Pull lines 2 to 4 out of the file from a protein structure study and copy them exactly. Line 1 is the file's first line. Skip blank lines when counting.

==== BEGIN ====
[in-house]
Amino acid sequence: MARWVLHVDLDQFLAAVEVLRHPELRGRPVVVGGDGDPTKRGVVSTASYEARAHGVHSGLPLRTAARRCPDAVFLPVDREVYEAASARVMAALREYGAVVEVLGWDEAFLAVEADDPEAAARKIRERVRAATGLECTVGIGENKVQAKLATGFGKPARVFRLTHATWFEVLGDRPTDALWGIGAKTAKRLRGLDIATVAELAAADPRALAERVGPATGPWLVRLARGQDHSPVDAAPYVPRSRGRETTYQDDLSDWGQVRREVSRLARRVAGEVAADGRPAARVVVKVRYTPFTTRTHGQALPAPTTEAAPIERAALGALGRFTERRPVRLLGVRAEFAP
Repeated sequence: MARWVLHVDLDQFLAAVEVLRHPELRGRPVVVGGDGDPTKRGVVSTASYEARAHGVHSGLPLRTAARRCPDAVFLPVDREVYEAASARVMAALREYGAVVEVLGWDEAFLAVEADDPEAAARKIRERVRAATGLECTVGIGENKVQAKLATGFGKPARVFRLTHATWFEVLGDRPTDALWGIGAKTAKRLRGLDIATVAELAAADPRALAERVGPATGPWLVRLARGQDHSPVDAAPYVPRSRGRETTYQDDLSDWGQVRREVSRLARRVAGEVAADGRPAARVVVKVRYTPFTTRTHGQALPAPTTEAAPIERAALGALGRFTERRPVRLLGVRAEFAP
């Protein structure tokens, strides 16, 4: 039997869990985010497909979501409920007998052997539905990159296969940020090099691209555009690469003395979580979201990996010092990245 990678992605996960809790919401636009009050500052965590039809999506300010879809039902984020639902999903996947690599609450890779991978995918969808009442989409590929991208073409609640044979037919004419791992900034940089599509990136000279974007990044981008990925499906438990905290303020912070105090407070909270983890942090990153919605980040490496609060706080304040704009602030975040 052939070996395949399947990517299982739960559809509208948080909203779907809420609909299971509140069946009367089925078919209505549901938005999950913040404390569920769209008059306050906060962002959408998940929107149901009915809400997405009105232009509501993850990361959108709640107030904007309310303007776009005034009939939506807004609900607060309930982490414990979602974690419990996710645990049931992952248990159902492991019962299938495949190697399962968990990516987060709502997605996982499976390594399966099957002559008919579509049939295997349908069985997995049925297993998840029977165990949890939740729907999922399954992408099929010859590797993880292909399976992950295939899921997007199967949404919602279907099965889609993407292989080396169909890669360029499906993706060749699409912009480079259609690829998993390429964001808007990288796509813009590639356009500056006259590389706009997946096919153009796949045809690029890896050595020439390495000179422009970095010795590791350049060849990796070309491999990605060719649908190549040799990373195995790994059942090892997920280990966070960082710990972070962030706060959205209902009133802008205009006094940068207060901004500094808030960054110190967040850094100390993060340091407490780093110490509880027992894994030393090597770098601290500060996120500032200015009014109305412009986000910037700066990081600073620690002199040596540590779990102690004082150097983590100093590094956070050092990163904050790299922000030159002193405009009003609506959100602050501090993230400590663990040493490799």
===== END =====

Amino acid sequence: MARWVLHVDLDQFLAAVEVLRHPELRGRPVVVGGDGDPTKRGVVSTASYEARAHGVHSGLPLRTAARRCPDAVFLPVDREVYEAASARVMAALREYGAVVEVLGWDEAFLAVEADDPEAAARKIRERVRAATGLECTVGIGENKVQAKLATGFGKPARVFRLTHATWFEVLGDRPTDALWGIGAKTAKRLRGLDIATVAELAAADPRALAERVGPATGPWLVRLARGQDHSPVDAAPYVPRSRGRETTYQDDLSDWGQVRREVSRLARRVAGEVAADGRPAARVVVKVRYTPFTTRTHGQALPAPTTEAAPIERAALGALGRFTERRPVRLLGVRAEFAP
Repeated sequence: MARWVLHVDLDQFLAAVEVLRHPELRGRPVVVGGDGDPTKRGVVSTASYEARAHGVHSGLPLRTAARRCPDAVFLPVDREVYEAASARVMAALREYGAVVEVLGWDEAFLAVEADDPEAAARKIRERVRAATGLECTVGIGENKVQAKLATGFGKPARVFRLTHATWFEVLGDRPTDALWGIGAKTAKRLRGLDIATVAELAAADPRALAERVGPATGPWLVRLARGQDHSPVDAAPYVPRSRGRETTYQDDLSDWGQVRREVSRLARRVAGEVAADGRPAARVVVKVRYTPFTTRTHGQALPAPTTEAAPIERAALGALGRFTERRPVRLLGVRAEFAP
């Protein structure tokens, strides 16, 4: 039997869990985010497909979501409920007998052997539905990159296969940020090099691209555009690469003395979580979201990996010092990245 990678992605996960809790919401636009009050500052965590039809999506300010879809039902984020639902999903996947690599609450890779991978995918969808009442989409590929991208073409609640044979037919004419791992900034940089599509990136000279974007990044981008990925499906438990905290303020912070105090407070909270983890942090990153919605980040490496609060706080304040704009602030975040 052939070996395949399947990517299982739960559809509208948080909203779907809420609909299971509140069946009367089925078919209505549901938005999950913040404390569920769209008059306050906060962002959408998940929107149901009915809400997405009105232009509501993850990361959108709640107030904007309310303007776009005034009939939506807004609900607060309930982490414990979602974690419990996710645990049931992952248990159902492991019962299938495949190697399962968990990516987060709502997605996982499976390594399966099957002559008919579509049939295997349908069985997995049925297993998840029977165990949890939740729907999922399954992408099929010859590797993880292909399976992950295939899921997007199967949404919602279907099965889609993407292989080396169909890669360029499906993706060749699409912009480079259609690829998993390429964001808007990288796509813009590639356009500056006259590389706009997946096919153009796949045809690029890896050595020439390495000179422009970095010795590791350049060849990796070309491999990605060719649908190549040799990373195995790994059942090892997920280990966070960082710990972070962030706060959205209902009133802008205009006094940068207060901004500094808030960054110190967040850094100390993060340091407490780093110490509880027992894994030393090597770098601290500060996120500032200015009014109305412009986000910037700066990081600073620690002199040596540590779990102690004082150097983590100093590094956070050092990163904050790299922000030159002193405009009003609506959100602050501090993230400590663990040493490799």